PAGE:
For part 2, Hui Zhang, Co-Founder and Chief Executive Officer of Conviva, examines how operators can move iterative publishing theory to practical application to maximize consumer engagement.
Knowing how one’s own content is being consumed is a great start; however, the real challenge is to place this into the context of the broader marketplace. If monitoring performance is difficult, benchmarking can prove even more problematic. Many publishers are forced to cobble together data from a broad array of disparate sources, which doesn’t give the full picture. In lieu of having access to a competitor’s performance, the only recourse is research, looking at analyst reports to get even a semblance of an idea of where they rank in terms of context, or even defaulting to social media. And yet, maximizing viewer experience demands clear visibility over what is normal and expected. It cannot be based simply on internal-facing improvements, but on updates that recognize the constantly changing ecosystem: new devices, platform updates, expanded access to broadband, and more. Without visibility, publishers are effectively resorting to trial and error experimentation on customers – ‘we’ll see how that works, and then this’ - rinsing and repeating the process ad infinitum. All the while, viewers quietly click away and are lost.
As visibility improves – both over a publisher’s own performance, and the shifting capabilities of the broader environment – it quickly becomes clear that optimization must be automated: there are simply too many changes, happening too rapidly, on a viewer-by-viewer basis, for manual intervention to suffice. Internet performance, and resulting experience decisions, must be personalized to each viewer in real-time. Yet, with the right systems in place, the opportunity for optimization that places a service at the head of the pack has never been greater.
The economic returns for making this sort of investment are undeniable. The impact, for instance, to the future value of a provider’s content when it is offered at high picture fidelity, with few to no interruptions, can be profound: licensed content pays off at or above expectations, and owned content garners returns at the top end of its potential. Subscriber churn is managed, as frustrations with the vicissitudes of Internet delivery are tamped down. And brand equity grows, as the service is recognized as being a truly credible alternative to over-the-air (OTA) and traditional pay-TV.
Consumers might just be able to put up with pixelated picture quality, and have been conditioned to expect some loading times, but eliminating these blockers to world-class experiences opens the door to market leadership.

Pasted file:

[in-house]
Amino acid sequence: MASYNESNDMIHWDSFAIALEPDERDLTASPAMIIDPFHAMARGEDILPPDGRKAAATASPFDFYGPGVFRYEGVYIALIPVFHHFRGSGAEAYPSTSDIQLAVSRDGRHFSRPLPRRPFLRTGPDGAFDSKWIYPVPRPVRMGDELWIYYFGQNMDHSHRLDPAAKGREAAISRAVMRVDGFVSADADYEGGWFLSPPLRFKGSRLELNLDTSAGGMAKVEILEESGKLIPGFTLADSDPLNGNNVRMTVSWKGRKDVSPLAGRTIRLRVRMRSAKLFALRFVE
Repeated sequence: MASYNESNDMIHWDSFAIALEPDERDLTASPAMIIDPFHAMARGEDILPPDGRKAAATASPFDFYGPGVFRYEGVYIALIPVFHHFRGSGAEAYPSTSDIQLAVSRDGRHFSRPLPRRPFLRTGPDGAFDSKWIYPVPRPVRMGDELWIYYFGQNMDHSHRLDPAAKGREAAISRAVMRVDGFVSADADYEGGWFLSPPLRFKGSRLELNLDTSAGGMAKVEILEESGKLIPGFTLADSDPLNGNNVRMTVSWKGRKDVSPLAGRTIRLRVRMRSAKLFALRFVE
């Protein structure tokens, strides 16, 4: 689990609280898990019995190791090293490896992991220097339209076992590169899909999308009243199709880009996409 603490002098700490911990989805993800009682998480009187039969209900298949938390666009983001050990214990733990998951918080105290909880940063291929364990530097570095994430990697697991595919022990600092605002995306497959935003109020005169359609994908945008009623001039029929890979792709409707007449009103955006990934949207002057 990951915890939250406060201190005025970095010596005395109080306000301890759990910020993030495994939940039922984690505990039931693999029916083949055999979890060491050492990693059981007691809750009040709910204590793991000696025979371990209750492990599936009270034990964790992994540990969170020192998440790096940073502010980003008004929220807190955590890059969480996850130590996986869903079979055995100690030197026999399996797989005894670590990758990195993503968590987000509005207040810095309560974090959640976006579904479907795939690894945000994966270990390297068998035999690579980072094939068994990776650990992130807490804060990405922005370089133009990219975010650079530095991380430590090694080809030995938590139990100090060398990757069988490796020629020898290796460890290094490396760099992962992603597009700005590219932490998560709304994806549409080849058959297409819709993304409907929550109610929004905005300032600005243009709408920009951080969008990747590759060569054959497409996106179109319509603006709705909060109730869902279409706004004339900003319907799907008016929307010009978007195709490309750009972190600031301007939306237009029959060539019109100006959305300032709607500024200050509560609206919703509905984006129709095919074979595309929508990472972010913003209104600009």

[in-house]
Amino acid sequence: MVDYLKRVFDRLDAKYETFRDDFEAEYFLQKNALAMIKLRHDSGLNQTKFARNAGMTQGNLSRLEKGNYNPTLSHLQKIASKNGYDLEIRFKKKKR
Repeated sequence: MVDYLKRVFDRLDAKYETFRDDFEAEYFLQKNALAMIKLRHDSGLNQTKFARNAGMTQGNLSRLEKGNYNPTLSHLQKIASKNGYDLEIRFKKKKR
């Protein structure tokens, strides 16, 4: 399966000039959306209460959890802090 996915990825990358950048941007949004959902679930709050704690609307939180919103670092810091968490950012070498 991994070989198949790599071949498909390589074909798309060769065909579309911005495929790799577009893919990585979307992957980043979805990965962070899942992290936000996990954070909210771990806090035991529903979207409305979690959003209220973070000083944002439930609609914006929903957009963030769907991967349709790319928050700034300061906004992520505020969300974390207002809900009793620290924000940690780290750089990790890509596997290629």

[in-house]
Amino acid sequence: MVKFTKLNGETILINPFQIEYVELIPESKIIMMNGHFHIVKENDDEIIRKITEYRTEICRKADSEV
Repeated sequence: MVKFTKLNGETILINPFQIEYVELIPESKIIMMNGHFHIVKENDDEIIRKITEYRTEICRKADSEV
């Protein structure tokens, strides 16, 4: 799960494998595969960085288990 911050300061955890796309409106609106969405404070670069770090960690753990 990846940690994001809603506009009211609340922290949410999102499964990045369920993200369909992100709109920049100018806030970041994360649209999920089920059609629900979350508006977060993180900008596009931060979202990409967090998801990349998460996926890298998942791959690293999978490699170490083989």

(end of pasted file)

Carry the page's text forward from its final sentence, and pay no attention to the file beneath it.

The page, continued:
The position taken by many, of ‘My service seems to be fine, and I seem to be doing OK overall’, is a remnant of an earlier time, before OTT became a multi-billion dollar industry, generating meaningful revenues for top-tier media organizations. Gone are the days when content popularity on broadcast TV was solely based on content quality. Publishers are not forced to consider content popularity AND viewer-experience impact, to get a complete picture. Too much now rides on the performance of a service for that sort of approach to work when compelling content is more valuable than ever, and carries a corresponding price tag. Both incumbents and new entrants have to understand the entire value chain, safe in the knowledge that they can fix an issue before it becomes a calamity. When sums that are six, seven figures and up have been paid for content, it’s clear that the publisher must get a return on the investment and it’s more than just the colossal sums of money being thrown around – it’s the brand at stake too.
Iterative publishing is a constant process to optimize the experience. It fundamentally comprises three elements:
• Comprehensive, multi-dimensional visibility over the entirety of a service’s operation, in the context of the ecosystem contributors, including devices, networks, platforms, and more
• Accurate benchmarking across the market, placing the service’s performance into context, and identifying both opportunities and threats
• Pre-emptive automation, which ensures the service achieves the strategic goals set as a result of the information previously collected
When publishers know both what is happening within their own service, and how that stacks up against the rest of the market, they can make strong, strategic decisions that contribute to building a profitable and sustainable business. In a rapidly accelerating competitive environment, that iterative publishing process is the shortest path to success.
As Conviva’s co-founder and Chief Executive Officer, Dr. Zhang brings 20 years of pioneering research experience to the design and build of the company’s media control platform. As a professor of computer science at Carnegie Mellon University (CMU), Dr. Zhang has established himself as one of the world’s leading authorities on Internet Quality of Service (QoS), video streaming, network control and Internet architecture.